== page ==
“I Am Love” Offers Sumptuous Drama
Reviewed by Shirrel Rhoades
Composer John Adams won the Pulitzer Prize for Music, the award based on his “On the Transmigration of Souls,” a choral piece commemorating victims of 9/11. Among his better-known works are the operas “Nixon in China” and “Dr. Atomic,” works chronicling such mundane subjects as a president’s visit to Asia and a scientist’s contribution to the Manhattan Project.
Adams is an elusive musician, never allowing his compositions to be used in movies.
The Italian film “I Am Love” (or “Io sono l’amore”) features John Adams’ music. “We knew that what we really wanted was a score by John Adams, but we knew that was extremely unlikely because he had never allowed his music to be used in a film before,” says one of the film’s producers.
Directed by Luca Guadagnino, this sweeping drama of forbidden love is currently playing at the Tropic Cinema.
Academy Award-winner Tilda Swinton (“Michael Clayton,” “The Chronicles of Narnia”) stars as the Russian-born wife of an Italian textile manufacturer. The patriarch of the wealthy Recchi family has passed the business to her husband (Pippo Delbono) and son (Flavio Parenti). And at the dinner party where the announcement is made she meets her son’s friend Antonio (Edoardo Gabbriellini), a handsome young chef.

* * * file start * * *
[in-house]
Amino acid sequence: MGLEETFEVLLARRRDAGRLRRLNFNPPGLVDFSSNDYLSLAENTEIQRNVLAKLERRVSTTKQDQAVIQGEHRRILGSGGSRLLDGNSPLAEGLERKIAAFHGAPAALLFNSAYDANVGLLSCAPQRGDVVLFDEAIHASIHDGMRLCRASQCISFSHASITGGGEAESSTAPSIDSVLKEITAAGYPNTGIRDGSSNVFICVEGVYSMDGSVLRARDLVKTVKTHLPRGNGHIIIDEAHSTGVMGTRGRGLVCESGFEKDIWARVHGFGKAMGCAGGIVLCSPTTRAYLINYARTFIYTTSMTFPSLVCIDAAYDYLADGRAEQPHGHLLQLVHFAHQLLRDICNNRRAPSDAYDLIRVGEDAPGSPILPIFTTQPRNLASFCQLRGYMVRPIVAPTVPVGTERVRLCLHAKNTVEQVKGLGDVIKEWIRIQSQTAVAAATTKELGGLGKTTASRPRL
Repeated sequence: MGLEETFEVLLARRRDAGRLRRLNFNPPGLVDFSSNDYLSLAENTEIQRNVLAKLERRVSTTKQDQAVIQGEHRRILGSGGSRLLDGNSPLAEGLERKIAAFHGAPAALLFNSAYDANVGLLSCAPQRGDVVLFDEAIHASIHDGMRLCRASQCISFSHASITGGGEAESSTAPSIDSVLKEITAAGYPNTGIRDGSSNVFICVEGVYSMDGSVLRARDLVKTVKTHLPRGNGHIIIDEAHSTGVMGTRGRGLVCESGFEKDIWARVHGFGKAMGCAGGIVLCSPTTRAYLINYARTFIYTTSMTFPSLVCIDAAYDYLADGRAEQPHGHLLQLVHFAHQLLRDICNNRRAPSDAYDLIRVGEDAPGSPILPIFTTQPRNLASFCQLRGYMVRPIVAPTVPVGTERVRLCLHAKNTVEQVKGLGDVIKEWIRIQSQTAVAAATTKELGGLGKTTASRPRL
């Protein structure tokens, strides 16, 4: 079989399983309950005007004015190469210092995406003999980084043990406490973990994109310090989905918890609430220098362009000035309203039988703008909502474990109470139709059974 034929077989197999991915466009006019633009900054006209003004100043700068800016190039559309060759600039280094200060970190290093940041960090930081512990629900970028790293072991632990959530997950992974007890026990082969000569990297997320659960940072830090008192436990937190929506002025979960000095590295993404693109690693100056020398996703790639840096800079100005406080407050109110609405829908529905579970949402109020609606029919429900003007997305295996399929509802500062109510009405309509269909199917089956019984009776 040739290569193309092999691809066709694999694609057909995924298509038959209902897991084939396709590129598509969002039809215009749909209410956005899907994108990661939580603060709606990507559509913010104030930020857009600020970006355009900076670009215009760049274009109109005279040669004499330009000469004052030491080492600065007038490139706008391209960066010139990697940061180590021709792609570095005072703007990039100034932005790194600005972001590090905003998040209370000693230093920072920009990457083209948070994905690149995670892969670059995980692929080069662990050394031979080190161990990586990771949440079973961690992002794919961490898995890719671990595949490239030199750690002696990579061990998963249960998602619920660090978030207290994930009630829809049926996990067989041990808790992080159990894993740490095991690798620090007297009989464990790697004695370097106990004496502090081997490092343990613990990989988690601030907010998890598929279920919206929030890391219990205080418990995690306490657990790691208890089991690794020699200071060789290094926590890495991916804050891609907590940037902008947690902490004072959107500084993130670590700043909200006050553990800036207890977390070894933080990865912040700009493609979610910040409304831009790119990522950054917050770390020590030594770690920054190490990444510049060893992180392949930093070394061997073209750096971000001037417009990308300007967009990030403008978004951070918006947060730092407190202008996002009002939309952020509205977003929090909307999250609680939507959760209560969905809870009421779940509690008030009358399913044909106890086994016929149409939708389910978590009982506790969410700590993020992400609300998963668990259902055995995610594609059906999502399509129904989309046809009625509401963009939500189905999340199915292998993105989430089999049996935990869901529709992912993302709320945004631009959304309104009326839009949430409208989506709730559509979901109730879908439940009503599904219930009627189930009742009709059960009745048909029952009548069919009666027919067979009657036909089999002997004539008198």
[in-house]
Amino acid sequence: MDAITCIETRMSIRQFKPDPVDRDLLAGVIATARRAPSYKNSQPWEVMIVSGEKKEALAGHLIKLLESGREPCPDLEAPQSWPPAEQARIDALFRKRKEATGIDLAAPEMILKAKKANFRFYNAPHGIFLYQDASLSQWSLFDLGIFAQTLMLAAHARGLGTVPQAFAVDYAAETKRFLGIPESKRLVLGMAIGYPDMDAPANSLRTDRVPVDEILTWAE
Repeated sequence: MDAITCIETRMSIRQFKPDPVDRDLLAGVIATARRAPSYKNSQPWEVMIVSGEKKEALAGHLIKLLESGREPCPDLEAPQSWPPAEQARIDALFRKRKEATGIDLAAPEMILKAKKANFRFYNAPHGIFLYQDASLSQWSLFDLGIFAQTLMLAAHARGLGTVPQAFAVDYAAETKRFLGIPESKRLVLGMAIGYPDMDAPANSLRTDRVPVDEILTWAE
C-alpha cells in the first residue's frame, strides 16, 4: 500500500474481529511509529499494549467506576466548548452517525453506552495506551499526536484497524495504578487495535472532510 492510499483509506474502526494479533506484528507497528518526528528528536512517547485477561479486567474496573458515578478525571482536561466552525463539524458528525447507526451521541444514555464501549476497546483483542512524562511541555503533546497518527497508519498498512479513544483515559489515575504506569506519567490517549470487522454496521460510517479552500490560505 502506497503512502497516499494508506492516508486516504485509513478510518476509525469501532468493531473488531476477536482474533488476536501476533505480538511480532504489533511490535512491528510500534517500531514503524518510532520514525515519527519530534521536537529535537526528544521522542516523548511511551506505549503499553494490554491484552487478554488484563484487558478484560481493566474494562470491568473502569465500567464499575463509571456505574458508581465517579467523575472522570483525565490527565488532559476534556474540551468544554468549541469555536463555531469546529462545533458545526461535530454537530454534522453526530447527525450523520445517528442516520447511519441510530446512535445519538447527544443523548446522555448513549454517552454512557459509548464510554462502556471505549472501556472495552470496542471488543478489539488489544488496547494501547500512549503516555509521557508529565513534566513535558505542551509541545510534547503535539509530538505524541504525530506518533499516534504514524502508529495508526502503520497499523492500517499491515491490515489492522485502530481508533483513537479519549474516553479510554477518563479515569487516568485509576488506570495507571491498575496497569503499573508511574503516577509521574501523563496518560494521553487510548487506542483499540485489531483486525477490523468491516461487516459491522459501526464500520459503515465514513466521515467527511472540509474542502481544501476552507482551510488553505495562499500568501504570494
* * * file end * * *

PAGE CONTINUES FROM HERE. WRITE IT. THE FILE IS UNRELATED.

This sets in motion events that will impact the Recchi dynasty with tragic consequence.
Emma (Swinton) describes her opulent home as “Something part palace, part prison, part museum.” The camera drifts through the corridors, lingers over the chandeliers and tapestries, ultimately probing the passions hidden just beneath the surface of the regal Emma.
This is a sensual film – visually, audibly, and thematically. And Tilda Swinton’s nuanced performance convinces you that her Oscar was no fluke. But food hasn’t appeared so erotic in a movie since “Tom Jones.”
John Adams’s operatic score generates a sense of underlying tension. “I like music that is a character in a movie,” says Luca Guadagnino. “I don’t like to be Mickey Moused by the music in the movie, or to be told by the music what to feel.”
[from Solares Hill]